California continues to rank among the top 10 states for Public Health and Injury Prevention and has improved in three of the other four categories. However, this large and diverse state suffers from poor overall Access to Emergency Care, with an inadequate supply of medical facilities and low rates of health insurance coverage.
California is a national leader in Public Health and Injury Prevention. It has extremely low rates of adult smoking (13.7%) and obesity (23.8%). California's infant mortality rate (4.7 per 1,000 live births) is among the lowest in the nation, and the infant mortality disparity ratio is better than average. California has implemented strong child safety seat and seat belt legislation, primary enforcement of distracted driving laws, and requires motorcycle helmet use for all riders. These state policies, in concert with the provision of outstanding trauma care in a large state where 97.7% of the population lives within 60 minutes of a Level I or II trauma center, contribute to a low overall rate of traffic fatalities (5.3 per 100,000 people).
California continues to support a favorable Medical Liability Environment and has been rewarded with lower-than-average medical liability insurance premiums, which will help recruit physicians to the state and improve Access to Emergency Care. The state encourages physician apologies by preventing them from being admitted as evidence in a trial. California has enacted a $250,000 cap on non-economic damages in medical liability cases, which helps to control health care costs by keeping medical liability insurance premiums affordable.
California has also improved in Disaster Preparedness since the 2009 Report Card. It is one of only 11 states that has a state budget line item for Disaster Preparedness funding specific to health care surge. In 2011, it conducted more than nine emergency drills per hospital involving hospital personnel, equipment, or facilities. California has been accredited by the Emergency Management Accreditation Program.
California continues to struggle with provider and facility shortages in Access to Emergency Care. Overcrowding and lack of access to needed medical facilities are critical problems for the state. California has the lowest number of emergency departments (ED) per capita (6.7 per 1 million people) and lacks adequate numbers of staffed inpatient beds (223.8 per 100,000 people) and psychiatric care beds (18.3 per 100,000 people). The state also has extremely low rates of orthopedists and hand surgeon specialists (8.5 per 100,000 people) and registered nurses (664.0 per 100,000 people), and has a shortage of physicians accepting Medicare fee-for-service patients. All these factors contribute to high ED wait times, which average 334 minutes (or 5.6 hours) from ED arrival to ED departure for admitted patients.
Financial barriers to care persist in California, impeding access to care. The state has one of the highest rates of adults with no health insurance (22.7%) and a high rate of children with no health insurance (10.8%). It also has moderately high rates of underinsurance for adults (8.2%) and children (18.9%).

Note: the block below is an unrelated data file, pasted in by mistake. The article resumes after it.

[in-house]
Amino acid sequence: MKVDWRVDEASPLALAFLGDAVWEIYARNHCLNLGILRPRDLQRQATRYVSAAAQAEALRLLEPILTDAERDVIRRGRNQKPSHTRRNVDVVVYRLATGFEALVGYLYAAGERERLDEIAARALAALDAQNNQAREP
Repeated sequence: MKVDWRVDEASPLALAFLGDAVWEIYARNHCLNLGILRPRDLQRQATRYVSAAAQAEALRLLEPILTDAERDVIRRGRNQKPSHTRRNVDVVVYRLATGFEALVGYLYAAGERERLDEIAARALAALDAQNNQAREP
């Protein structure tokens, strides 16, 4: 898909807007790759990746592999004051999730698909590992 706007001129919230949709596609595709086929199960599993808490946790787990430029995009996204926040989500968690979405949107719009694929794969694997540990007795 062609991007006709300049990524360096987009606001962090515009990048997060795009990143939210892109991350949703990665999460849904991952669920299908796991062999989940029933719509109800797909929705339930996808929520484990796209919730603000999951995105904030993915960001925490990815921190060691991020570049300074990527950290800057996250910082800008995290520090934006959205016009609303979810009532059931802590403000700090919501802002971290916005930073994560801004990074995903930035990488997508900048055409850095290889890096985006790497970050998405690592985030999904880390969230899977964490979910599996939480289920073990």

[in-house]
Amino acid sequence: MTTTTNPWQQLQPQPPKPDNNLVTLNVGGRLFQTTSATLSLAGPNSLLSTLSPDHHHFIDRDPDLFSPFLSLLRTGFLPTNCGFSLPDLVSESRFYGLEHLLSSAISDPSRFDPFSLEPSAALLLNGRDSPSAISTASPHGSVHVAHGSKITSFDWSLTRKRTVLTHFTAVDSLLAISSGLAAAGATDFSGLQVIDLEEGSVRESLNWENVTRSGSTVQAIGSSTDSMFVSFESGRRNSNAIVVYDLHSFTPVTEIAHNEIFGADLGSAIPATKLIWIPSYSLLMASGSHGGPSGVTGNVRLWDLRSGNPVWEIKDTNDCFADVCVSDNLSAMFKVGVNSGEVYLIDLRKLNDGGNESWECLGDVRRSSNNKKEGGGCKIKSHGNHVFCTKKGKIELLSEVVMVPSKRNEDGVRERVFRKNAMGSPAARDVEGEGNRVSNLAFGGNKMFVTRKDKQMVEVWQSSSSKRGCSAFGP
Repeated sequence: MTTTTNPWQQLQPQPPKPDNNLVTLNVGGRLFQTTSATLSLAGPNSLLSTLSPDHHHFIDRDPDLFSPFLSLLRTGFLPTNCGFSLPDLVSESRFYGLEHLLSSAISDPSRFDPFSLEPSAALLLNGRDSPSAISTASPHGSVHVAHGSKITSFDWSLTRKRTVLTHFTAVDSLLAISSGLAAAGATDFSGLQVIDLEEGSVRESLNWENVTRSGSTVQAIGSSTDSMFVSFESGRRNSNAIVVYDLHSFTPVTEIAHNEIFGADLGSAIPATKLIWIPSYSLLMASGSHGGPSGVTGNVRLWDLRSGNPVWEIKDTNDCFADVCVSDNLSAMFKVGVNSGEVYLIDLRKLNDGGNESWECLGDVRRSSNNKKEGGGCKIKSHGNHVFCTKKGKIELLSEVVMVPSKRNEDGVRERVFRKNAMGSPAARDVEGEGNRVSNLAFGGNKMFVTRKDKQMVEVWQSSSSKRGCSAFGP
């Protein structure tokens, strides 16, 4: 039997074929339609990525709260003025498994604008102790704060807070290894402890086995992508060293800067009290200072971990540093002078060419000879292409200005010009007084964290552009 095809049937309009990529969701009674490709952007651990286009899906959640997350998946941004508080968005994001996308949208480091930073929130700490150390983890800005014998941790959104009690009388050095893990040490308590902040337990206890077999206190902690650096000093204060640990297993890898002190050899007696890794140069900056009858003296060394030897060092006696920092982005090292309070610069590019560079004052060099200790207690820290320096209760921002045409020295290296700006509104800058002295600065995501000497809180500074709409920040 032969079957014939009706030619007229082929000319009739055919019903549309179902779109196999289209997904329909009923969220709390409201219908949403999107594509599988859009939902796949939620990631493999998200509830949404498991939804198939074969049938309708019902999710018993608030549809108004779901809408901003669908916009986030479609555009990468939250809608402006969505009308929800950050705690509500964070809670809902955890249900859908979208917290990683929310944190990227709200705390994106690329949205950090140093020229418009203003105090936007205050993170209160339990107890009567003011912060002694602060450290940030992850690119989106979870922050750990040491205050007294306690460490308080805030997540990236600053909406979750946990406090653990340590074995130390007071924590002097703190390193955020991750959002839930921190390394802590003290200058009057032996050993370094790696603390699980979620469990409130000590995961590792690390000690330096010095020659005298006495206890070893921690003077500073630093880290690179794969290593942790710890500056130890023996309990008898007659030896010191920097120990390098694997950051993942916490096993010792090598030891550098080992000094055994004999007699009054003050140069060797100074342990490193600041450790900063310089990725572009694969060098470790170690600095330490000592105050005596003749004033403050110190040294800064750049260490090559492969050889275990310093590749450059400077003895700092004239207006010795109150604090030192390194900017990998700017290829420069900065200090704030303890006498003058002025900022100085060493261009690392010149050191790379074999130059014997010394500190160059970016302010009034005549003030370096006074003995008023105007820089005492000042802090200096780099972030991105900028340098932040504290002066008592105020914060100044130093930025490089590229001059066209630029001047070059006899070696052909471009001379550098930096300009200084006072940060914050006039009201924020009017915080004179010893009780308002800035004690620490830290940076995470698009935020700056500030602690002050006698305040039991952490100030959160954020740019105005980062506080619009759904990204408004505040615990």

While California has regionalized much of its emergency medical services (EMS), there are some key aspects of the Quality and Patient Safety Environment that the state could support, including funding for quality improvement of the EMS system and the development of state field triage protocols. California lacks a statewide trauma registry and a uniform system for providing pre-arrival instructions.
California must work to address a number of issues in Access to Emergency Care, including a gap in medical facilities, financial barriers to care, and long wait times in the emergency department. It should invest in ensuring that its citizens can afford doctor visits. Without a concentrated effort to increase the health care workforce and support adequate facilities, the problem of overcrowding will worsen.
Despite its improved Disaster Preparedness grade, California should consider developing additional statewide systems and procedures to ensure that all citizens are protected in the event of a disaster. California does not have a statewide patient tracking system or a real-time or near realtime syndromic surveillance system. While this kind of surveillance system has been installed in some counties, the state could work to ensure that all counties have access to this technology.
California could also improve its overall emergency care system by enhancing its Medical Liability Environment, including pretrial screening panels or case certification, which would help discourage frivolous lawsuits. Additional liability protection for care mandated by the Emergency Medical Treatment and Labor Act (EMTALA) would help ensure fairness regarding the liability burden placed on emergency care providers and help encourage specialists to be on call for high-risk patients.